Nostalgia has conquered fashion, and nothing can be done about that. But some designers make it really, really joyous. Paco Rabanne‘s Julien Dossena is a great example. Since his last spring-summer collection for the brand, something finally clicked and the designer finally seems to be feeling more confident with his vision for the brand. Chain-mail dresses aren’t the sole focus. He looks at the Paco Rabanne heritage from another angle. “He was utopian, not dystopian”, Dossen says of Rabanne. The 1960s and 1970s, when Rabanne was the bright new thing, were times of limitless optimism in France and for the enviably stylish and beautiful people who were part of a generational awakening. Julien took 1970s pop and psychedelia under the lense, creating something carefree and fun. “A dreamer and a realist…symbols of naiveté rather than nihilism.” A big red heart was placed in the center of the bodice of the first dress he sent out, and repeated in men’s chain mail top in the finale. “To me, it’s about a kind of strength. Being proud of being nice and kind. It’s something that I value now,” said Dossena. “I don’t know if that makes sense visually, but it’s what I’ve been thinking about.” The puffed-sleeve lamé blouses and the skirts, and the mod pants suits (based on templates pioneered by Françoise Hardy and Prince) were the collection’s major highlights, just as the juicy Guy Bourdin colour palette. A standout piece? The patchworked leather jackets with rising sun and cosmic planet motifs. It’s a delightful line-up, which instantly lands on my ‘season’s favourite’ list. Also, this collection will sell like hot buns, I think.
Collage by Edward Kanarecki.
Traditionally, Marc Jacobs’ collection was the grand finale of New York Fashion Week. In a completely empty space, with different vintage chairs (painted white) standing in the middle as the guest seatings, a flock of paradise creatures emerged out of one side of the Park Avenue Armory, went across the audience, and disappeared. And then they came back, one by one, dancing and twirling according to Stephen Galloway’s choreography. A maxi velvet dress in orange, emberoidered with hippy florals; granny-ish knits with cats and kitschy landscapes; floor-sweeping gowns made for spectacular, late night dancing; patchworked denim flares; knitted mini-dresses that make you think of Quentin Tarantino’s Once Upon a Time in Hollywood and Margot Robbie’s Sharon Tate wardrobe; old school rockstar wife look as seen on Bella Hadid; another gorgeous ball dress and Savile Row-esque pantsuit… Describing each look in the collection is a non-sense, because they should all be seen. This was one of Jacobs’ most optimistic collections ever, full of dreams and emotions, love and happiness. For spring-summer 2020, the 60s, 70s and 80s were mixed and fused with Marc’s most beloved personalities and their bodies of work: think Yves Saint Laurent, Karl Lagerfelfd, Shelley Duvall, Anita Pallenberg and Marina Schiano. But simultaneously, it all feels… Marc. One more thing that should be praised in this line-up: it’s a mindful balance of wearable pieces that will actually sell in stores, and delightful fantasy. This is what the designer struggled with for the last few years. And he finally overcame it. Marc continues to be the ultimate king of NYFW. Dream a little dream of me…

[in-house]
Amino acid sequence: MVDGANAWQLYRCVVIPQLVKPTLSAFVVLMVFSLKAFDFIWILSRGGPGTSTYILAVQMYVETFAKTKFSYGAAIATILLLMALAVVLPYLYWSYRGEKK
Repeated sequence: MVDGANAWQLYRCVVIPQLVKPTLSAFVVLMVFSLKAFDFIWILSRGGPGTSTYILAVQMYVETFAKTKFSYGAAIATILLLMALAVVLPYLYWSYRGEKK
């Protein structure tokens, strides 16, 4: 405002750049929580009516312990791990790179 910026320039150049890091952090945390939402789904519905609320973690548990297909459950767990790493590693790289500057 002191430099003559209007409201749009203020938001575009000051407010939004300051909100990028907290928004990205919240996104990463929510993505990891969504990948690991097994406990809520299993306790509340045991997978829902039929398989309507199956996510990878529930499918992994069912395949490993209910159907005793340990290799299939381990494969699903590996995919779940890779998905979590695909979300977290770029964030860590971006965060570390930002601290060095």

Collage by Edward Kanarecki.
It’s difficult to make an old fashion house relevant. Hiring Sebastien Meyer and Arnaud Vaillant, the designers behind a very young and yet not widely known label Coperni Femme seems to be crazy, if we take the house of Courreges as the case. Courreges, during its times of prominence (60’s & 70’s) was described as MODERN and INNOVATIVE. These two words were certainly the keywords of the debut SS16 collection, which felt refreshing, but not ground-breaking as in past, when Andre Courreges introduced these two abstract terms to the fashion industry. This collection was the biggest A-skirt parade that I have ever seen – the 60’s scanalous mini-skirts were featured in blue, yellow, red, white and many other colours, just like the crew-neck jumpers. The jackets were the revamped versions of the famous Courreges bikers, but without that infamous kitschy logo. Everything looked sleek and plastic-fantastic (note the shoes) – however, I am not sure what’s the sense of all that brand rebirth.
We’ve already got Paco Rabanne designed by Julien Dossena, which is also revisiting the past. Effect? Good collections, but the futuristic spirit of Paco will never comeback. The audience won’t say “WOW” again to these chain-dresses. The same with Courreges – these clothes from Meyer’s and Vaillant’s collection won’t shock anyone today, as they already had their moment in fashion history. Both the designers handled a great brand (Coperni Femme is actually hibernating due to Courreges) with a great idea and vision. Their first collection at Coperni was really exciting, as it was totally new. And now, when I see their recent work at Courreges, I have one question in my mind – who will buy those jackets? Don’t we have other labels with great, leather jackets? We live in a generation of ideas and creativity, so why don’t the major fashion concerns look forward to expanding brands founded and designed by the new-breed designers? Making old look like new is not always a good idea, unless you are Alessandro Michele (the creative director of Gucci). I just truly hope that Sebastien and Arnaud won’t waste their priceless five minutes at Courreges.